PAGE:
Javier M Valle suggests that in a postmodern society, with globalization as a main characteristic, different human groups—with particular values and cultures, but living in a very close interdependent world—face two risks. On one hand, absolute relativism, and on the other hand, the imposition of a unique thought.
Ahead of Javier’s keynote speech on this topic at the IB Conference for Africa, Europe, Middle East in October, here’s a little more about his work.
What are Supranational Policies of Education?
They are the analysis and outcome predictions of activities and proposals coming from international organizations (UNESCO, EU, OECD, OEI) in the field of teaching and learning – I have a Ph.D. in Educational Sciences and my research focuses on this topic.
What educational projects do you work on?
I am very interested, particularly, in the European Union Educational Policies, such as Bologna Process, ERASMUS mobility, key competences implementation, etc.
I’ve lead the Research Group on Supranational Policies on Education since it was founded in 2011. During these years, we have investigated diverse topics of research interest as, for instance, the relations between ERASMUS mobility and equity, the impact of the accountability global trend in education among the educational centers, and the analysis of the benefits of taking part in IB Programmes for students, teachers and parents.
Internationalization of education has always been one of my central areas of interest and that is the reason I am going to talk about this topic in my keynote at the 2016 IB AEM Regional Conference in Barcelona.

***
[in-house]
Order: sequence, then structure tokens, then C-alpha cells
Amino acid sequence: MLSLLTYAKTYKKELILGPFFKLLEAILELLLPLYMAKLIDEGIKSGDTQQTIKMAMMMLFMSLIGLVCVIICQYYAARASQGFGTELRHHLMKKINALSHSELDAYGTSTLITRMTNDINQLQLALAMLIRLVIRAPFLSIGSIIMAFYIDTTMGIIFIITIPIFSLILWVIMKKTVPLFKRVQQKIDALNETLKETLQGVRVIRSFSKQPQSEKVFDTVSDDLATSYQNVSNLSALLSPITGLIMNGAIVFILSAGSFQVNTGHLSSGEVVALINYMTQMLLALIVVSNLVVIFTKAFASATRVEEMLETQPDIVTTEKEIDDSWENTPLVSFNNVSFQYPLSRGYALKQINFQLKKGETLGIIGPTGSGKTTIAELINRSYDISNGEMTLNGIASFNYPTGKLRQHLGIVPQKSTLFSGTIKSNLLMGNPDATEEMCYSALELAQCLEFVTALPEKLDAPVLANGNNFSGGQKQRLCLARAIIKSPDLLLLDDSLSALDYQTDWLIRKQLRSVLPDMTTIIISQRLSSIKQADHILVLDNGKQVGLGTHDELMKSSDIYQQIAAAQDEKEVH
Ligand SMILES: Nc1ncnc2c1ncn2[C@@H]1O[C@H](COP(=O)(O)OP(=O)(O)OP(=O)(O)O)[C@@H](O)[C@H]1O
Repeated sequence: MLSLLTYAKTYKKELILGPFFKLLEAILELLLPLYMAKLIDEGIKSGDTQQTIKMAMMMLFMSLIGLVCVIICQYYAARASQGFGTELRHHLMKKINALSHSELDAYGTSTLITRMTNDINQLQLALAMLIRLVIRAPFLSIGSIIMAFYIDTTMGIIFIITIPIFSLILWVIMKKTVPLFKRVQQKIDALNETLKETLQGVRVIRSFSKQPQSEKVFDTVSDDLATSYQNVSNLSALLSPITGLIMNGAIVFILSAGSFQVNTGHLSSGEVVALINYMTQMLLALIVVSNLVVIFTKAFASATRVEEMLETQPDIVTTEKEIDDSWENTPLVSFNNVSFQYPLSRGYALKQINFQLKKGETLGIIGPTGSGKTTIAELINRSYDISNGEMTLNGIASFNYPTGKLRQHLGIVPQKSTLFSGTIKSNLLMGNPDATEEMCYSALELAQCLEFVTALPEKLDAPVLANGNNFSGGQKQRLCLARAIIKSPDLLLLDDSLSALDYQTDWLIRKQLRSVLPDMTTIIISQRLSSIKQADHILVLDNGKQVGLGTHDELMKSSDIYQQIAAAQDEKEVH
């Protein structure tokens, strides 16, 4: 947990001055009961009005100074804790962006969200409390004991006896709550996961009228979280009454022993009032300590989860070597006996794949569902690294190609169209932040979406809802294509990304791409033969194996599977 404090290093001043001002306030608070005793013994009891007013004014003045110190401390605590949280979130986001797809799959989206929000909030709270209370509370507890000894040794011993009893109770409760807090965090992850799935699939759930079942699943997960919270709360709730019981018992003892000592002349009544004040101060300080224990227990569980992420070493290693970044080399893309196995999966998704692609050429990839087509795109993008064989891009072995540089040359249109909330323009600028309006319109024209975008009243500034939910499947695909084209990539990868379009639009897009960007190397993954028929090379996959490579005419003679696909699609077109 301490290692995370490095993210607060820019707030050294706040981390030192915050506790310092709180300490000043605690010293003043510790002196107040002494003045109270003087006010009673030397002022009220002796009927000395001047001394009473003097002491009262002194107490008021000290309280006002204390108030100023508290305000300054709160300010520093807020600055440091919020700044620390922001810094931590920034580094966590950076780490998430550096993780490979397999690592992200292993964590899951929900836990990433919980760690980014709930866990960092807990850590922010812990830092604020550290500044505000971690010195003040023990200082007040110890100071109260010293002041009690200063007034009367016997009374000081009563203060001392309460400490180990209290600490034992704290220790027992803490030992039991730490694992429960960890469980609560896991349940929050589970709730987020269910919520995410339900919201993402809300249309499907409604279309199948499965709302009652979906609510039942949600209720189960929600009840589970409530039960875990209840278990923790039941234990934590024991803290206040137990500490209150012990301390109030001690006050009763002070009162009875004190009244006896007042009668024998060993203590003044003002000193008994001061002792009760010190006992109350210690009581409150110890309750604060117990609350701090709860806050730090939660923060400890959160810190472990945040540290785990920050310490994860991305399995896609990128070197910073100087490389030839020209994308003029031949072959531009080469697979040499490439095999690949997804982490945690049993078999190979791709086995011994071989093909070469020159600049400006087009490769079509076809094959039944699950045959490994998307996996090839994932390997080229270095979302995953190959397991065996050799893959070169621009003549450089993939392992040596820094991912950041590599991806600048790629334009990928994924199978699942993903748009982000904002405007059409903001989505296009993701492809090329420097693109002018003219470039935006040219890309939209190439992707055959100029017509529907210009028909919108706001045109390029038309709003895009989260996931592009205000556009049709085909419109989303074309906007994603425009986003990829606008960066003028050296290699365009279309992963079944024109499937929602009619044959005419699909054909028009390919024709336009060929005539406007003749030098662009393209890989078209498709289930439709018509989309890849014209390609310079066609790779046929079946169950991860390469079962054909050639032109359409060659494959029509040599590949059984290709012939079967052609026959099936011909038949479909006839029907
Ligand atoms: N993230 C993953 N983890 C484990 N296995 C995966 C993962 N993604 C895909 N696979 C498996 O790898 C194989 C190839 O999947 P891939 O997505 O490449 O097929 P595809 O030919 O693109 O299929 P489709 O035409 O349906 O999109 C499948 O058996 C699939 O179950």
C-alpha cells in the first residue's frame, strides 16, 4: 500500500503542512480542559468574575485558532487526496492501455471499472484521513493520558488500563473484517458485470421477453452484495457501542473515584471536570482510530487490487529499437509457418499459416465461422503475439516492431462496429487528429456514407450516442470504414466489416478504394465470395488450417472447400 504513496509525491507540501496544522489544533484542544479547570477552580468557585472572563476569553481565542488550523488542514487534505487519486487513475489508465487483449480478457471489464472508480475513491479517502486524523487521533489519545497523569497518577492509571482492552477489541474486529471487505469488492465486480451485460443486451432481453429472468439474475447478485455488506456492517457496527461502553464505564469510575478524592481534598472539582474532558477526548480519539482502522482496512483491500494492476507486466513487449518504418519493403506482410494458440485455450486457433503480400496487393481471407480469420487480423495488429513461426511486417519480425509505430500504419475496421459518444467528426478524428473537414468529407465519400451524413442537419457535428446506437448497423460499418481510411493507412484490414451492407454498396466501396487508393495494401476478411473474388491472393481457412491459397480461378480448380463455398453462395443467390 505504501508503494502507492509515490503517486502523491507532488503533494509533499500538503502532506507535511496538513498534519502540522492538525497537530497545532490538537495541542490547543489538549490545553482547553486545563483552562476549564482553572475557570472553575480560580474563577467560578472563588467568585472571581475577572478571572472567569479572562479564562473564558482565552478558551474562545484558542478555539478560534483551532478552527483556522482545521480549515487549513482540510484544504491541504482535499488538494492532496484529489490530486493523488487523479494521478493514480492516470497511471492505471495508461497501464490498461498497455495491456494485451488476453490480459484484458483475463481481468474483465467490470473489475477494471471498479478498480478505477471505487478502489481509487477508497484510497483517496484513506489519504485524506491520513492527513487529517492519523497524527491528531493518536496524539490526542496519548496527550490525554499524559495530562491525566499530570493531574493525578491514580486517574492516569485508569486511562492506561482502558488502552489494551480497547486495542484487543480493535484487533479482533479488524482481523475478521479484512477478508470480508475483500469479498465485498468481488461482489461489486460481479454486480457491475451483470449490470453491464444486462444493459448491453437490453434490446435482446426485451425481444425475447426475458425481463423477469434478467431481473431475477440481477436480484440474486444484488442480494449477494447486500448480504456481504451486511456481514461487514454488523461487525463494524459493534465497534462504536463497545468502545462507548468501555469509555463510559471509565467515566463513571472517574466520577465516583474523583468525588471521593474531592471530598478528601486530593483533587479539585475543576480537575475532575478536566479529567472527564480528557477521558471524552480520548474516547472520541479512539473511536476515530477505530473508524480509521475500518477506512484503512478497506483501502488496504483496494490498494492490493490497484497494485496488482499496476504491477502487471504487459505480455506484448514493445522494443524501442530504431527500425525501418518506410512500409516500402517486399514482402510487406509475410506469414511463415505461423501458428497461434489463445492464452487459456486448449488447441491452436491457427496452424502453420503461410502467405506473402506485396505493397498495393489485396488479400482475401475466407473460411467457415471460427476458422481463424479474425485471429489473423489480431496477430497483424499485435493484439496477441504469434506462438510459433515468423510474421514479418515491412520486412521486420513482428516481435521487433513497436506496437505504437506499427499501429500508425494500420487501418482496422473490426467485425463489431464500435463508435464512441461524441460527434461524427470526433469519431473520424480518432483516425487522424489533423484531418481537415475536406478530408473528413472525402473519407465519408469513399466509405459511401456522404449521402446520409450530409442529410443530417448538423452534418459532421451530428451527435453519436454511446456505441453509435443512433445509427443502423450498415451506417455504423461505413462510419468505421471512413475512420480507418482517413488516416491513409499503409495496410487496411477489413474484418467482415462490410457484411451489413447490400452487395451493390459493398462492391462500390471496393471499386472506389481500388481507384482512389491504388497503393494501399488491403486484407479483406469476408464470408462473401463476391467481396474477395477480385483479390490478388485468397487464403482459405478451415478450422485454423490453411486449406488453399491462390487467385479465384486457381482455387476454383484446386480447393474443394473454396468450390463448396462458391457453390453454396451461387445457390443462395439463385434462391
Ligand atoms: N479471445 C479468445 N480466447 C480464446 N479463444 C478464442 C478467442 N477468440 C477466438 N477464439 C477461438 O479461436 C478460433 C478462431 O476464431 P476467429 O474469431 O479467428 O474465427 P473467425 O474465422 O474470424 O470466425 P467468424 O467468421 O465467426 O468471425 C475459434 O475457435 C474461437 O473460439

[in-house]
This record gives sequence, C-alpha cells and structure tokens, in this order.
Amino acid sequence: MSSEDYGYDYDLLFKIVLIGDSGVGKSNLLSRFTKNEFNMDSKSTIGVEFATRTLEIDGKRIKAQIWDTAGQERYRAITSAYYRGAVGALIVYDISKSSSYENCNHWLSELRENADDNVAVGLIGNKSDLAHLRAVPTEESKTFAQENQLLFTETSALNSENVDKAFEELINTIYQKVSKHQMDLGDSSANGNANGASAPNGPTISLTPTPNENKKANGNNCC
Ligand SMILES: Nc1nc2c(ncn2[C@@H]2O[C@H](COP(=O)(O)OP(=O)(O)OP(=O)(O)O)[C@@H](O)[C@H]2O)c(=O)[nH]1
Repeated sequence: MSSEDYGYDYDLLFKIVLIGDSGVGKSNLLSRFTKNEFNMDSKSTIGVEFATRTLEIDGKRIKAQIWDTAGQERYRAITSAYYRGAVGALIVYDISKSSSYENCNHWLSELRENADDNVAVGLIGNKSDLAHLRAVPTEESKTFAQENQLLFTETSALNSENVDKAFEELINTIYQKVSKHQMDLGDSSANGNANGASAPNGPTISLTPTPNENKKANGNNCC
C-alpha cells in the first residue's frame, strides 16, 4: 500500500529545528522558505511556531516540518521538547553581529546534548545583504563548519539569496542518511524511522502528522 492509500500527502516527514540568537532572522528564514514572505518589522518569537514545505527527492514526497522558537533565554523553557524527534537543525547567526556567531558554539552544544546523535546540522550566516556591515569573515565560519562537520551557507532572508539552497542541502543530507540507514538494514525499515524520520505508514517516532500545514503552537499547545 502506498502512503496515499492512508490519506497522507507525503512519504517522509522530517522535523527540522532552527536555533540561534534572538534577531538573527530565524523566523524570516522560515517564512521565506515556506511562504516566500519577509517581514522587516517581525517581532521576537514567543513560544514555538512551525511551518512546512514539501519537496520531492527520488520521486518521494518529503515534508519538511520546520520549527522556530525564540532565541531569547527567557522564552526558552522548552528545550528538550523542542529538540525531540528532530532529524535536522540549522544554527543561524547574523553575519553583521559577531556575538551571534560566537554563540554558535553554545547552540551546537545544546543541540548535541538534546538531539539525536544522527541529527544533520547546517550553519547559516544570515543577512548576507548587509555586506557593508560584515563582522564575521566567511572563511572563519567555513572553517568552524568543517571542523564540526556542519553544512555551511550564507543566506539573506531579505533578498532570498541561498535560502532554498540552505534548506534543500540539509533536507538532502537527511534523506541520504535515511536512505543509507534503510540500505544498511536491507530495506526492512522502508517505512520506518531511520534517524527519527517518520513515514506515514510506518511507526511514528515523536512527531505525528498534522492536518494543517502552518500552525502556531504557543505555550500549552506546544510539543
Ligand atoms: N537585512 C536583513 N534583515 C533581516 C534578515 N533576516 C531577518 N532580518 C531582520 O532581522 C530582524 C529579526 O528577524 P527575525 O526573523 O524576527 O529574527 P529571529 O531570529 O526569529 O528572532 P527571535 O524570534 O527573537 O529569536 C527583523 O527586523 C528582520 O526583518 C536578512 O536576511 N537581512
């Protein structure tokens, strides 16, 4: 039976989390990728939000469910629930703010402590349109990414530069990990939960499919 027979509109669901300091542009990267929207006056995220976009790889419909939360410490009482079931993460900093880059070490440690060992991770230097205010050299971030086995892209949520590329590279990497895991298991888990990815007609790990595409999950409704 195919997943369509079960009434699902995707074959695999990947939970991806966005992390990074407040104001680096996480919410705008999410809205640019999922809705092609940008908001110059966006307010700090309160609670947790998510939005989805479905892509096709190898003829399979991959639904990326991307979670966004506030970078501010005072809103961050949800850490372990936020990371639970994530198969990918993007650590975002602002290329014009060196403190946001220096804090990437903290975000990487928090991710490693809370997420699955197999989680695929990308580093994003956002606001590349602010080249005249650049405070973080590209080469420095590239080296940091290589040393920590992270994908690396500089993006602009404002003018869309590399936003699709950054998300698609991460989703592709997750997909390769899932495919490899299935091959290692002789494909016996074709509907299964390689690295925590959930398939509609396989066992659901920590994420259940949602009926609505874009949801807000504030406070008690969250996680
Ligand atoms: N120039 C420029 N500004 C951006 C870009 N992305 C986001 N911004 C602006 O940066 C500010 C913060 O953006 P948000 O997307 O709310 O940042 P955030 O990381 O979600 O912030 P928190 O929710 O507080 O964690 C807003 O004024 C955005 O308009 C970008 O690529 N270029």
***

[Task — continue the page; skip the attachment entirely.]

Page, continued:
Tell us about one of the most significant developments in education you have seen in your time with the University
As a Professor for 15 years in the area of Theory and History of Education at the Teacher Education College of the Autonomous University of Madrid, I have seen many changes. Social globalization (and, as a consequence, educational internationalization), on the one hand, and the Bologna Process on the other, have changed drastically the mission, the structures, the curricula and the methodologies in universities.
Universities have had to modify the way they establish relationships with other universities in a global educational context. They have also had to find new paths for dealing with co-optation of foreign students. In addition, internalization; forced to design a new framework of standardized international quality indicators for universities. Dealing properly with these indicators has implied numerous changes.
The Bologna Process has been revulsive for the university, an institution that was heavily linked to old-fashioned medieval inspirations and actions. Now a new way to face challenges is needed. Universities have reformed the structure of academic degrees (to adapt them to a shared and harmonized higher education area – in Europe, of course, but also all around the world). They have also changed the curricula to adapt it to a more practical vision and making them more linked to the labour market. Finally, they have completely modified the teaching/learning methodologies to move them towards a student-centered learning.